The best letters of recommendation come from people who really know the candidate well and can provide insight about his or her best intellectual and personal qualities. Applicants should not choose a recommender based on title alone! Letters from high-ranking officials whom the applicant has never (or rarely) met, for example, are not very compelling.
Because we are looking at applicants as prospective law students, our preference is to receive recommendations from professors or others who have been in a position to observe performance in an academic setting. Professors can tell us about an applicant's writing skills, and an applicant's level of intellectual maturity and critical thinking skills. Professors can also compare applicants to other students whom they have taught, and put applicants in that context for us. In large universities where applicants may not get to know their professors, recommendations from the TA or Graduate Instructor are other possibilities.
If an applicant has been out of school for a while, a work-related recommendation that touches on the areas that would indicate preparation for law study would be acceptable.
7. Can you give a brief description of the life cycle of an application? What's the timeline applicants should expect?
Applications are evaluated first by Admission staff and then by the Admission Committee. Files undergo a thorough evaluation. Reading begins in late November and continues through April. The first decisions become available in December and are mailed on a rolling basis from that point on. All decisions should be made by early April. Applicants may use our Status Check website to monitor the status of their applications.
8. Which firms/organizations recruit heavily from your school? Which ones hire the highest percentage of your graduates?
Our approximately 6000 alumni practice in every area of law, business, politics, government and the non-profit sector. Congressman George Miller and California State Senate President pro Tem Darrell Steinberg are two of our alumni. Employers ranging from the largest national and international private law firms to national and local public interest organizations and law firms, to federal, state and local government agencies regularly recruit at UC Davis School of Law. Our school and alumni enjoy an outstanding reputation in the legal community.
Our robust On-Campus Interview (OCI) program brings employers whose practices vary widely, including corporate, litigation, intellectual property, criminal, environmental, international, labor and entertainment law. Generally each year, slightly over half of our graduates enter private practice, with approximately half of those employed by firms of more than 100 attorneys. Government and public interest agencies employ another quarter of most years' graduates. Some graduates are chosen as judicial clerks by state and federal courts at every level. Generally, almost every one of our graduates (97 percent in 2008) is employed within nine months of graduation. In 2009, 90 percent of our graduates passed the bar examination on the first try, among the highest pass rates in California.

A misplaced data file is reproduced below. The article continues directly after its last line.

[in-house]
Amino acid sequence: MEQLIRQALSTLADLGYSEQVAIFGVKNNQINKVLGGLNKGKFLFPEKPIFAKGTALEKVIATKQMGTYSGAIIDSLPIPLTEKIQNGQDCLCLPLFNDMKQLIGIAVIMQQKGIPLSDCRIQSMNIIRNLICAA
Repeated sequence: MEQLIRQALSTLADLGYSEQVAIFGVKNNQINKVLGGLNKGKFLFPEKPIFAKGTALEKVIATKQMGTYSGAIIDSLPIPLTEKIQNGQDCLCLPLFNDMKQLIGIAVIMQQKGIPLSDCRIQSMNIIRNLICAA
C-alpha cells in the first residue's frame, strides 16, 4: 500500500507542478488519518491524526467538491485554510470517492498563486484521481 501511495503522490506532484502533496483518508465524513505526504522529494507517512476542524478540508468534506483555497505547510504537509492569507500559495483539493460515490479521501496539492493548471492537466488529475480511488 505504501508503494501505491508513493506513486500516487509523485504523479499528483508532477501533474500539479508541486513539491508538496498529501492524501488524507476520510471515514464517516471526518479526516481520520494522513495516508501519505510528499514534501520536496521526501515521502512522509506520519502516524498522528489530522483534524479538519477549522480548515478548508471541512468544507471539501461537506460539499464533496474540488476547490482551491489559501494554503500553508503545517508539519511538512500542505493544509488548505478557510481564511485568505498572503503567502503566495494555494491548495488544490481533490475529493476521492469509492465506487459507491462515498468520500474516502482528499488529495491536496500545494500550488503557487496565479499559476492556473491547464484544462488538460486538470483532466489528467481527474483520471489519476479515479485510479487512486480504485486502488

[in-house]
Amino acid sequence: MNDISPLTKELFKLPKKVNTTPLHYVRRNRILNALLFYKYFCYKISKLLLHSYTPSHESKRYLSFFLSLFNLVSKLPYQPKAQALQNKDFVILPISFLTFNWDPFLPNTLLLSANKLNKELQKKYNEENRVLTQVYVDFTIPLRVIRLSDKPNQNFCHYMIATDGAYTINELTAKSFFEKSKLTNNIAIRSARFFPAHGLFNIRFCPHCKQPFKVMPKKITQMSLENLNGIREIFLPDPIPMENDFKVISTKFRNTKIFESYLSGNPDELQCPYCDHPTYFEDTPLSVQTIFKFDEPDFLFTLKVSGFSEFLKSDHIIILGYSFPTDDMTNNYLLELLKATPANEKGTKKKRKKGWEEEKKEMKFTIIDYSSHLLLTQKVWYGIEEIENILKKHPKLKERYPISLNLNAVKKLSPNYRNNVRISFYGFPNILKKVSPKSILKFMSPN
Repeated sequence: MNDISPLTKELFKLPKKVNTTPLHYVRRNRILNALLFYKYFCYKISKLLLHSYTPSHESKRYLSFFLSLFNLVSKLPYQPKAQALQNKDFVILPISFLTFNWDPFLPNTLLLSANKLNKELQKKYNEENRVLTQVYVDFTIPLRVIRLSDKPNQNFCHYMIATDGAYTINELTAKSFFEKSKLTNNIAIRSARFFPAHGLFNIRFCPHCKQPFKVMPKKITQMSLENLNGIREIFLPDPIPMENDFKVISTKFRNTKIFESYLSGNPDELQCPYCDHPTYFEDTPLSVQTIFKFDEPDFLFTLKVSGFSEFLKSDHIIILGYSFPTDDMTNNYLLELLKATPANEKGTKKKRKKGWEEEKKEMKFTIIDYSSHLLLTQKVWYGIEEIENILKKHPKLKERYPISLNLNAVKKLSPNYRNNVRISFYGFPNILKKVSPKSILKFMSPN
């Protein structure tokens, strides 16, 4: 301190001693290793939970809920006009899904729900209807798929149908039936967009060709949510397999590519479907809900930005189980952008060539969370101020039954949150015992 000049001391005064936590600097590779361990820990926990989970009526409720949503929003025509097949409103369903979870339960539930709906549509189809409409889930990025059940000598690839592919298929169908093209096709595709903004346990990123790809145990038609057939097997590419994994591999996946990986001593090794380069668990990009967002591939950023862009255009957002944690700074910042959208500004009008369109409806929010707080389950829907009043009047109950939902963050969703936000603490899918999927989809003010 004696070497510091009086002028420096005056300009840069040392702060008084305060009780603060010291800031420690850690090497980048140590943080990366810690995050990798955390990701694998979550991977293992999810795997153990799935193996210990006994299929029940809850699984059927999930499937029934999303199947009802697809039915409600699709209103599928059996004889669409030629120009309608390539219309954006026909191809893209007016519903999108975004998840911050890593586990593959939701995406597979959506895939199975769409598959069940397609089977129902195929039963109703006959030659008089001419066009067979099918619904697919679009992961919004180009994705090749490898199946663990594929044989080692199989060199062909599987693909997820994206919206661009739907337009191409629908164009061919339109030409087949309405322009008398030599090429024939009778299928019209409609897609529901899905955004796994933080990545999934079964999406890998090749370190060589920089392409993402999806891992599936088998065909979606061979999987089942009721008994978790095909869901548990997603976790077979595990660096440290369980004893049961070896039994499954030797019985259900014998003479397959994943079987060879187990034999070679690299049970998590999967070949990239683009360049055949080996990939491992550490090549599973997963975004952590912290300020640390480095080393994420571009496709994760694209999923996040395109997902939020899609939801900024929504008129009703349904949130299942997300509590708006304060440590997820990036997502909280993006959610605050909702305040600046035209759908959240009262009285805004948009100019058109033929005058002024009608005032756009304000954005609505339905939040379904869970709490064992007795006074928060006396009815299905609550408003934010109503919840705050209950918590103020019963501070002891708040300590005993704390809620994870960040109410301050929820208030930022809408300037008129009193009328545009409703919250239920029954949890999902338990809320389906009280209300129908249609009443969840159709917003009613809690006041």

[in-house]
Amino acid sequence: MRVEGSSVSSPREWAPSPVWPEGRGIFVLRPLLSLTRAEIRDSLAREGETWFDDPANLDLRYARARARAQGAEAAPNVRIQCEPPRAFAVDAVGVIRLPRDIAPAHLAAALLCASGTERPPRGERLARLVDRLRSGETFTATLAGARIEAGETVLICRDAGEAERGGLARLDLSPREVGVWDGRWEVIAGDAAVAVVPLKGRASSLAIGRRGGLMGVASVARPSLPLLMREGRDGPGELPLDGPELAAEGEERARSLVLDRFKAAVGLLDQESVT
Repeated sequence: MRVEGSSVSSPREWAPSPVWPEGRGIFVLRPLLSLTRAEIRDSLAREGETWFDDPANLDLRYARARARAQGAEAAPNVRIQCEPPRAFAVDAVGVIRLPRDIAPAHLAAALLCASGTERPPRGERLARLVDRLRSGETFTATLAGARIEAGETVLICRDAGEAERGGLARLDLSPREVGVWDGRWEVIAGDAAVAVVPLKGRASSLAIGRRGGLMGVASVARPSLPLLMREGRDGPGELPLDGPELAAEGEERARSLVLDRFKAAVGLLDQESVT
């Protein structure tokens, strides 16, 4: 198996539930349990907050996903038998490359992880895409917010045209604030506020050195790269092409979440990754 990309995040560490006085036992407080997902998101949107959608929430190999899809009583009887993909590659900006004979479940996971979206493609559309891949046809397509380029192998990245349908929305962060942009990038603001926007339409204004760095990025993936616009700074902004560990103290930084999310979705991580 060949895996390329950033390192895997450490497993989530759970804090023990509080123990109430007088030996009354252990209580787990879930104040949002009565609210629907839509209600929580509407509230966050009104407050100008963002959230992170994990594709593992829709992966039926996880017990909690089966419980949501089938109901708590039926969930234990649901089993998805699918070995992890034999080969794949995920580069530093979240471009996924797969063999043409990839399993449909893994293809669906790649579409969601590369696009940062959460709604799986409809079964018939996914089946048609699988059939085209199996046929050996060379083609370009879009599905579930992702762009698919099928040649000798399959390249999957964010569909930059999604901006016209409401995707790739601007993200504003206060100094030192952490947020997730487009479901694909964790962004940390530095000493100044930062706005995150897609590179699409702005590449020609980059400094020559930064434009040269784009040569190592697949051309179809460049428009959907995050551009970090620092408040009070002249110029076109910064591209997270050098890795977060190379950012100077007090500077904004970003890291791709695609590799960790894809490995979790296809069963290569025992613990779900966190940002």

Geographically, our graduates are employed in every state of the union, with sizeable numbers in New York, Washington, D.C., Oregon, Nevada, Washington, Arizona, and Texas, just to name a few. We also have alumni who work in Africa, Europe, Asia, and South America. A large number of our graduates choose to stay in California. We have significant representation in San Francisco, Los Angeles, San Diego and Sacramento.
All of the counselors in our Career Services Office are former practicing attorneys, with experience in private practice, government and public interest organizations. This wealth of experience allows them to provide students a strong start on their chosen career paths.
9. What are some of the most common mistakes that applicants make that hurt their chances of being accepted?
Most applicants do a very good job of putting their "best foot forward." A few do not take the time and care to look over their applications to make sure that they have not made typos or other careless errors that can be corrected easily. When it appears that an applicant has not taken the time to present himself or herself in the best possible manner, the Committee questions the applicant's readiness for law school.